Oil Allergy? Who Do I See?
November 3, 2012 9:37 PM   Subscribe

Soy, peanut, cottonseed, sunflower, palm, rapeseed, and coconut oils make me super sick. Which doctor do I see?

Over the past six years I've grown increasingly more aware that I have stomach and skin problems after I eat any food prepared with the following oils: soy, peanut, cottonseed, sunflower, palm, rapeseed, and coconut. Hydrogenated and fractionated oils produce particularly bad skin reactions (bizarre cystic acne, weird hives, etc). I do not have problems with canola oil or olive oil and can eat both freely.

Lately my sensitivity to the aforementioned oils has been much more pronounced and prolonged and I frequently have debilitating cramps and stomach issues that I have a hard time treating. The stomach reactions occur within 10 to 20 minutes of eating foods prepared with any of the above oils; the skin issues occur within a few hours. This is starting to really frustrate and embarrass me as I can't tell if what I have is an allergy, a sensitivity, or a sign that something else is wrong and this is just a tip of the iceberg.

If I were to go to a doctor, who would be more able to help me identify what's going on? Would I fare better with an allergist or a gastroenterologist? I have limited ability to take time off work right now so I'm trying to be strategic about the appointments I do make.

Any advice would be greatly appreciated, particularly if you or someone you know also has problems with these oils.
posted by These Birds of a Feather to Health & Fitness (14 answers total) 1 user marked this as a favorite
My friend can't eat soy, safflower, or sunflower oil, along with a bunch of other stuff, due to problems similar to what you've described. She's had a hard time finding out what the story is, and is currently looking into something called "FODMAPS." Hope this helps!
posted by foodmapper at 9:56 PM on November 3, 2012

It's interesting that rapeseed would be a problem if Canola is not, since Canola is produced from a cultivar of rapeseed. Looking into the differences between those two might be really helpful in narrowing down the offending component, if indeed there is a single thing you're reacting to.
posted by contraption at 10:00 PM on November 3, 2012 [3 favorites]

Since you are having skin issues in addition to the gastro ones, seeing an allergist could definitely be beneficial. A gastroenterologist might not necessarily have the kind of tool set an allergist would to figure out specific food allergies as well.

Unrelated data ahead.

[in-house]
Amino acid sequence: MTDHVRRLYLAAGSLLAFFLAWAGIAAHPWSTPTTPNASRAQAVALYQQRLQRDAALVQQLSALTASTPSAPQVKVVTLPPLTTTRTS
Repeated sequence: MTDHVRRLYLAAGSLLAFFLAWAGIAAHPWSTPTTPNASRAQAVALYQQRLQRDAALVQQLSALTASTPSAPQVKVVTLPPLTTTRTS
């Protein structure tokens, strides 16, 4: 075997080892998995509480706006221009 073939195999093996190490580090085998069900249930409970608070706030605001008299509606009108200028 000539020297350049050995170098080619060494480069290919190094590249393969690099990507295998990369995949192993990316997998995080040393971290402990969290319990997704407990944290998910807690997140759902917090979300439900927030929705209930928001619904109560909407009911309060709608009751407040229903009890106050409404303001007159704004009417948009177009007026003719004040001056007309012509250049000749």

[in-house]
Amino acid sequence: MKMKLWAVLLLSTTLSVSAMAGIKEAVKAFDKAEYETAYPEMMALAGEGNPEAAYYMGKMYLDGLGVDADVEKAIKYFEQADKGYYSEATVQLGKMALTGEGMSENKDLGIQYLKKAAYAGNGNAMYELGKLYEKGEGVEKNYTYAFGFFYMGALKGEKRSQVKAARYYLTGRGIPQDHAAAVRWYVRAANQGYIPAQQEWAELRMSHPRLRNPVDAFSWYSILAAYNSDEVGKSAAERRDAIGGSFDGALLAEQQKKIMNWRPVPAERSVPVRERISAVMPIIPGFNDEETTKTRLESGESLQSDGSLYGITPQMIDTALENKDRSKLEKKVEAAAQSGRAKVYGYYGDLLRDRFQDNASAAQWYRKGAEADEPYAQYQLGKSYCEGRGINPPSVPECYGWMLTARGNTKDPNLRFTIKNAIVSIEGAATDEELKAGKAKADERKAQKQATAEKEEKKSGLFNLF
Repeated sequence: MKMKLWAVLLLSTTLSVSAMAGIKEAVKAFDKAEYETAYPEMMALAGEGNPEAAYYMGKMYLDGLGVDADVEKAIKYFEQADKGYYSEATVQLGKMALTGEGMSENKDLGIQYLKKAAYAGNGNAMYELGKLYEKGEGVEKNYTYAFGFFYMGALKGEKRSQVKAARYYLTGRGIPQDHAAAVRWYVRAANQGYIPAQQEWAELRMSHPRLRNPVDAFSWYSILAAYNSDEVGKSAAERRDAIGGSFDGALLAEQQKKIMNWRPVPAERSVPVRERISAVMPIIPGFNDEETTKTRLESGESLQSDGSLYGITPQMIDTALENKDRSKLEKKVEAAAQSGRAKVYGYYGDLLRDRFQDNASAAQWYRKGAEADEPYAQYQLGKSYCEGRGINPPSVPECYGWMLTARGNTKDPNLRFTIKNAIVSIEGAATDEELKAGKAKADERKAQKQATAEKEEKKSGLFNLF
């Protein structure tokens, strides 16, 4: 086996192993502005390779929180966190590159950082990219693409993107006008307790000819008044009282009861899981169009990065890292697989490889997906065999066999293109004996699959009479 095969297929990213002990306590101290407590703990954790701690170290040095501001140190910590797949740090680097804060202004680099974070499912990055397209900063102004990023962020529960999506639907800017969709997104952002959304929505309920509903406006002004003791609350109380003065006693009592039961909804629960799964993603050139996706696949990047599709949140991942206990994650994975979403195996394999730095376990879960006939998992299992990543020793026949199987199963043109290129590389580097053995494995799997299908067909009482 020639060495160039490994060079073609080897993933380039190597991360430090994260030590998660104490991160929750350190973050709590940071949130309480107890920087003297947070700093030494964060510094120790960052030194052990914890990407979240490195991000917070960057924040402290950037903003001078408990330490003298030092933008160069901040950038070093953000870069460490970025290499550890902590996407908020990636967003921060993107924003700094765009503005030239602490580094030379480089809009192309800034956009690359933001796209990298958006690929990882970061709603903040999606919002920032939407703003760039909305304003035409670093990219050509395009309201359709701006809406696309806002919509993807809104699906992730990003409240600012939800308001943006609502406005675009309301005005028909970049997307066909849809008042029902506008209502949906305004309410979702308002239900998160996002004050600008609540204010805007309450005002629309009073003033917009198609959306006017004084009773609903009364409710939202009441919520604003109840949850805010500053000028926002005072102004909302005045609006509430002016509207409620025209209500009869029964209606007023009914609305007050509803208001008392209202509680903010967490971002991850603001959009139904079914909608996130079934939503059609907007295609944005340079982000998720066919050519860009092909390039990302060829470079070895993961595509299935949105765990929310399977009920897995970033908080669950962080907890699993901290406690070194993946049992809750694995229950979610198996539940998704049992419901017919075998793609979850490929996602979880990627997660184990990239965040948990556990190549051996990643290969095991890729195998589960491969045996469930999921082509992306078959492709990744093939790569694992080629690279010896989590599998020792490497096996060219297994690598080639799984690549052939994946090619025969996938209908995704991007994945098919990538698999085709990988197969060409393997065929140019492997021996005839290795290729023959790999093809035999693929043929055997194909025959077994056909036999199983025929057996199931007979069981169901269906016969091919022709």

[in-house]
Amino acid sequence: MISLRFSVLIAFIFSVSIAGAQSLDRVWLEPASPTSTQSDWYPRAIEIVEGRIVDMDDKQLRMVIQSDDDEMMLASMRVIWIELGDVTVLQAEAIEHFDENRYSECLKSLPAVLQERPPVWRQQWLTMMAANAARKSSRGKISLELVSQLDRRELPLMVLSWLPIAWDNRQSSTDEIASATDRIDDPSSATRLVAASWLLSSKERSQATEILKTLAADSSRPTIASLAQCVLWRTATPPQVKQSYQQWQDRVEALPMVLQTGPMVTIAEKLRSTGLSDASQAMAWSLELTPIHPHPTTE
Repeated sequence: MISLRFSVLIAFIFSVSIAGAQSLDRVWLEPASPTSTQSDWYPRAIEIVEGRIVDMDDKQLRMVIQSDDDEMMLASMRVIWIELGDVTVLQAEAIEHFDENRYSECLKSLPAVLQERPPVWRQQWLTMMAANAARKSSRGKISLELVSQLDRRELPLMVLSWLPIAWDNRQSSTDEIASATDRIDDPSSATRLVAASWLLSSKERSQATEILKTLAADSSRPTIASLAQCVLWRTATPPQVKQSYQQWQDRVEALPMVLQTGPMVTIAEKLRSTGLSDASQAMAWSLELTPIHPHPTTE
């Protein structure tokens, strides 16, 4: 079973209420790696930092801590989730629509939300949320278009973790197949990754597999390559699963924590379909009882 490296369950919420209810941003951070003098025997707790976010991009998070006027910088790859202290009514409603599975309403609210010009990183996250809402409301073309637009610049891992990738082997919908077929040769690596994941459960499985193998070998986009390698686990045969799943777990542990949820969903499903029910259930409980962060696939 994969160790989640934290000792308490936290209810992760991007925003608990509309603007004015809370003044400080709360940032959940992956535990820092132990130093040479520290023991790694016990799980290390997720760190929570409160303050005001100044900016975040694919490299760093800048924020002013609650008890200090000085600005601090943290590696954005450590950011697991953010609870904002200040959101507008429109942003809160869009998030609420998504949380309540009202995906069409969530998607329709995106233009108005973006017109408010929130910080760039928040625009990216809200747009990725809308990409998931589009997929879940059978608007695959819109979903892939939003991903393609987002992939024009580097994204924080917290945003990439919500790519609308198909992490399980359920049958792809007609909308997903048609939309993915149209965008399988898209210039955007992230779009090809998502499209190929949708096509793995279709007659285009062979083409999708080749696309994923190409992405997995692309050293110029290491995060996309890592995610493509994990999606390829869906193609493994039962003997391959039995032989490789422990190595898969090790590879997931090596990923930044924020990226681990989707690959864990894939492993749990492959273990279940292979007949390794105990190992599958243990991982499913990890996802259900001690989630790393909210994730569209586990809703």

posted by limeonaire at 10:02 PM on November 3, 2012

Your question made me wonder if there had been recent advances in dealing with this kind of thing, and this allergy clinic's info on what they might do for you is interesting. It looks like they basically obscure whether you're getting the suspected allergen or a placebo, and then they see if you react. If you react, they tell you to stop eating it. My wife's been doing exactly that with these foods for over twenty years, thanks to similar reactions. When I say the info is interesting, it's because I'm concluding my wife probably has little reason to pursue this again. YMMV.
posted by Monsieur Caution at 10:04 PM on November 3, 2012

Sorry, I meant grapeseed, not rapeseed!
posted by These Birds of a Feather at 10:05 PM on November 3, 2012

Oh, particularly since it seems to be getting worse, I do think it would be worth it to you to confirm the allergy and see what the allergist says about getting an epi pen to carry with you.
posted by Monsieur Caution at 10:18 PM on November 3, 2012 [1 favorite]

I'd also say allergist. That's who did the test that confirmed my nephews soy and egg allergy after lots of tummy troubles (also cats and other stuff). He was able to do a skin test but it's not in their initial battery of skin tests so make sure you discuss those issue with the doc before the test.

Also a nurse was telling me that either Zantac or Prilosec has some sory of anti histamine/anti allergy properties because they have an H2 inhibitor (???). Don't quote me on that because I can't even remember what med she told me but it could be a treatment option if you ingest the allergen unknowingly (so ask the doctor!) For my nephews egg allergy his only reaction (so far) is a bad tummy ache and Milk of Magnesia helps it. He has an epi pen just in case it ever gets worse though.
posted by MultiFaceted at 10:51 PM on November 3, 2012

MultiFaceted, it's Zantac. Prilosec is a proton pump inhibitor, not an H2 blocker.

But the typical antihistamine that people use for allergic reactions is Benadryl (diphenhydramine) - Zantac or Pepcid are usually just used as adjuncts to that.

These Birds, are you certain that you can go straight to a specialist without a referral from your primary care physician? Many insurance plans do not allow for this (for a reason, they don't want people trying to figure out on their own which specialist they need, or seeing a specialist when a primary care physician will do since the services are more expensive).
posted by treehorn+bunny at 4:00 AM on November 4, 2012

Try an allergist that is familiar with food intolerances. I was misdiagnosed for years with my food intolerances. It took a forward thinking general practitioner with a blood test to finally give me a diagnoses that set me free of constant pain, fatigue, and gastro issues.